BRAE 129 Testing

BRAE 129 Testing - A second way in which my bridge failed...

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Testing Our job was to build a bridge that could hold the most amount of weight from the Baldwin Testing machine as possible. There were several different designs that people used to build their bridges and some of them worked well while others cracked or were destroyed with very little pressure from the machine. All of the bridges did support more weight than a regular piece of wood would have been able to support with nothing added to it. The Baldwin Testing machine can produce up to thirty tons of pressure to the object put inside of it. My personal bridge that I built was able to support up to eight hundred and seventy four pounds of pressure from the machine. When my bridge reached its load capacity it failed in a few different ways. The largest way in which my bridge failed was fastener failure. The screws which held the wood of my bridge to the metal along the bottom ended up pulling out and then it collapsed with ease.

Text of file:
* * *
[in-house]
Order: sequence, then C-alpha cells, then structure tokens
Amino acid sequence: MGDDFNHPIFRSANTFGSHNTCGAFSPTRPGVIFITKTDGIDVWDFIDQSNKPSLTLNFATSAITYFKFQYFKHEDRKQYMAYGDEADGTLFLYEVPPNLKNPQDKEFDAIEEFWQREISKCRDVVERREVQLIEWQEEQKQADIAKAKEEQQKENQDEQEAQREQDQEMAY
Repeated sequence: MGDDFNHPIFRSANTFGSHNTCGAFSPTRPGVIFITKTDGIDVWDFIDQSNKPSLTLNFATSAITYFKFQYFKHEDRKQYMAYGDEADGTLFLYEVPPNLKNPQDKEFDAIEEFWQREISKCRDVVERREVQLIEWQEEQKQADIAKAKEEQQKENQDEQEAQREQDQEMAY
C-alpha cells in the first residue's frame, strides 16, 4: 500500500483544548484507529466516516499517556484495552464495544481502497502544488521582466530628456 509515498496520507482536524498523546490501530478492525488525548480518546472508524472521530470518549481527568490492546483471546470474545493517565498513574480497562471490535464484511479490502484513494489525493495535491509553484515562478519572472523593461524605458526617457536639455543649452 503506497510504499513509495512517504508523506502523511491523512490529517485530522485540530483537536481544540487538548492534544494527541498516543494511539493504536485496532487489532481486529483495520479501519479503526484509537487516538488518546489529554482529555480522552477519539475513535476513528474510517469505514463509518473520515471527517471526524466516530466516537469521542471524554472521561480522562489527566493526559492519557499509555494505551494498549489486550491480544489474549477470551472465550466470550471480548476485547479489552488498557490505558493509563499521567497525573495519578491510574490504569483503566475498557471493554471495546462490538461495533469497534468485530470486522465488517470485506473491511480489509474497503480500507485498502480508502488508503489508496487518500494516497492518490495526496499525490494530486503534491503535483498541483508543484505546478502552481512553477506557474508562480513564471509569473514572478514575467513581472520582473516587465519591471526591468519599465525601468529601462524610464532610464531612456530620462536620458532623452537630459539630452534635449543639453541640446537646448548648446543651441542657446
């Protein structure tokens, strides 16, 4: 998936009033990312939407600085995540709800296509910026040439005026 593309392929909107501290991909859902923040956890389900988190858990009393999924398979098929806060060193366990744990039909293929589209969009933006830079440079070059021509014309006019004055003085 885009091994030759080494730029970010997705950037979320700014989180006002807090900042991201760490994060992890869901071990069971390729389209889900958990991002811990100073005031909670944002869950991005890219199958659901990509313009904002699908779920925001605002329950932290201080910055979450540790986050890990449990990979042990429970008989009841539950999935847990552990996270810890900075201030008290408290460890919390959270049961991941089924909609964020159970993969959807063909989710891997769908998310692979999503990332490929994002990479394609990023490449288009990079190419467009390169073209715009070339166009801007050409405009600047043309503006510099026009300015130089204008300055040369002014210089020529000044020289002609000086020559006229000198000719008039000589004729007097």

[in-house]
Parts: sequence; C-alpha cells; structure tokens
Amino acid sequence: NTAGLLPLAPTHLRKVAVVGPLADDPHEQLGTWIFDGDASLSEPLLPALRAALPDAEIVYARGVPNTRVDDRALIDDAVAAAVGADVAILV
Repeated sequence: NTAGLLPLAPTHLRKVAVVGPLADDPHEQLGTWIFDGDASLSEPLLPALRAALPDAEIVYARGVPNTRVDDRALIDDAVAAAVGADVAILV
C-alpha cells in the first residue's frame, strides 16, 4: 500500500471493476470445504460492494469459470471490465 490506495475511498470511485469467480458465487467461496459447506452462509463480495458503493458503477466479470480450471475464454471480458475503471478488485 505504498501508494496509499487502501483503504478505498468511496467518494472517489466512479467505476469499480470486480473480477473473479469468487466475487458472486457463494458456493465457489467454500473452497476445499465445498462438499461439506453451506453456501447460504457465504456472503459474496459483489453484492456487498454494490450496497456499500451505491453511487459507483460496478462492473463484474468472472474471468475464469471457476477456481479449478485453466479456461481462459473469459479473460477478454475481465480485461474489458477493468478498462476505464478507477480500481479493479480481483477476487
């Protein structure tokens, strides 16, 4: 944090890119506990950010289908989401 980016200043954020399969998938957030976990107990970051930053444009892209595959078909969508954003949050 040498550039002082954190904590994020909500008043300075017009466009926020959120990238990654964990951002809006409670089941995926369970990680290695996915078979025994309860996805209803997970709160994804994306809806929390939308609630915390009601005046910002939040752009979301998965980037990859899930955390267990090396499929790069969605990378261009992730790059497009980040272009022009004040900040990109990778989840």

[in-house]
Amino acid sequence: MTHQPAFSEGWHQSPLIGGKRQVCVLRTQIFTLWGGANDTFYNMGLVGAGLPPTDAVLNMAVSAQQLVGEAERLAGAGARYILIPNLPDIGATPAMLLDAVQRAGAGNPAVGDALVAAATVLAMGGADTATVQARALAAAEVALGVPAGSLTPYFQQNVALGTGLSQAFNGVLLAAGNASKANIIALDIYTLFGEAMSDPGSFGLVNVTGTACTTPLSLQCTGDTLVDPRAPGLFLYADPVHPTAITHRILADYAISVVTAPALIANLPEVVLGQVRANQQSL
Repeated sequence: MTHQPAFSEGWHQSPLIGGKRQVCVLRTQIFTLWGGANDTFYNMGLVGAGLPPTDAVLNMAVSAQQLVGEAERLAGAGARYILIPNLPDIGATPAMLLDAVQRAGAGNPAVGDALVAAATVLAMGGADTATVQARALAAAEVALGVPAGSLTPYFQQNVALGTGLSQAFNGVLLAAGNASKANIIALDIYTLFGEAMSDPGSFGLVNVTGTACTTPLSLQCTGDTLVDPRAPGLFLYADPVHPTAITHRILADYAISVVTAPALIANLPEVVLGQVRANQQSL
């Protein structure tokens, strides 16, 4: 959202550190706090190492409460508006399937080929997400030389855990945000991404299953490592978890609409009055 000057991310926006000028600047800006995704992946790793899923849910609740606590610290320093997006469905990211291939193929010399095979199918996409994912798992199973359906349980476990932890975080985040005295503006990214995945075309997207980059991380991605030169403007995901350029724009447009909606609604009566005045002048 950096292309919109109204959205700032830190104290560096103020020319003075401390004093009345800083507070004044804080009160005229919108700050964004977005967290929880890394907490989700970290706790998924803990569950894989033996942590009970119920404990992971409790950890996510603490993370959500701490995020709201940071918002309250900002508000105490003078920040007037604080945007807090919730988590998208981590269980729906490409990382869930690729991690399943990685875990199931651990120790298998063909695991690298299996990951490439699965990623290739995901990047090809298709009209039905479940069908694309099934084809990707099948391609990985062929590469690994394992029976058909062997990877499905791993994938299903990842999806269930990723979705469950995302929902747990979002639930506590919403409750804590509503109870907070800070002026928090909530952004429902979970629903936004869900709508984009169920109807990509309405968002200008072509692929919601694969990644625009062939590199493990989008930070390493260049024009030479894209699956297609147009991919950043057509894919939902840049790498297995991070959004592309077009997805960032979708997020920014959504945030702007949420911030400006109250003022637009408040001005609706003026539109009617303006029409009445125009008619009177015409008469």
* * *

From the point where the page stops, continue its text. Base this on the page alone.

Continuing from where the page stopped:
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Unformatted text preview: A second way in which my bridge failed was that the glue that held the top two parts of wood together pulled apart with ease once the screws pulled out of the bottom. The bridges were mainly built with the same general design for the most part. The main design was the wood on top with nothing in the middle and the metal along the bottom. The thing that really made the difference in how much weight the bridges held was how the metal was attached to the wood. The screws pulled out of a lot of the bridges and that caused a lot of them to fail. When the screws where strategically put into the wood and metal so that it was very difficult for them fail was when you saw a higher amount of pressure before the bridge failed. The metal can hold a lot more pressure than the wood, so when the metal was still attached to the wood it was able to hold a lot more weight before it failed from something else....
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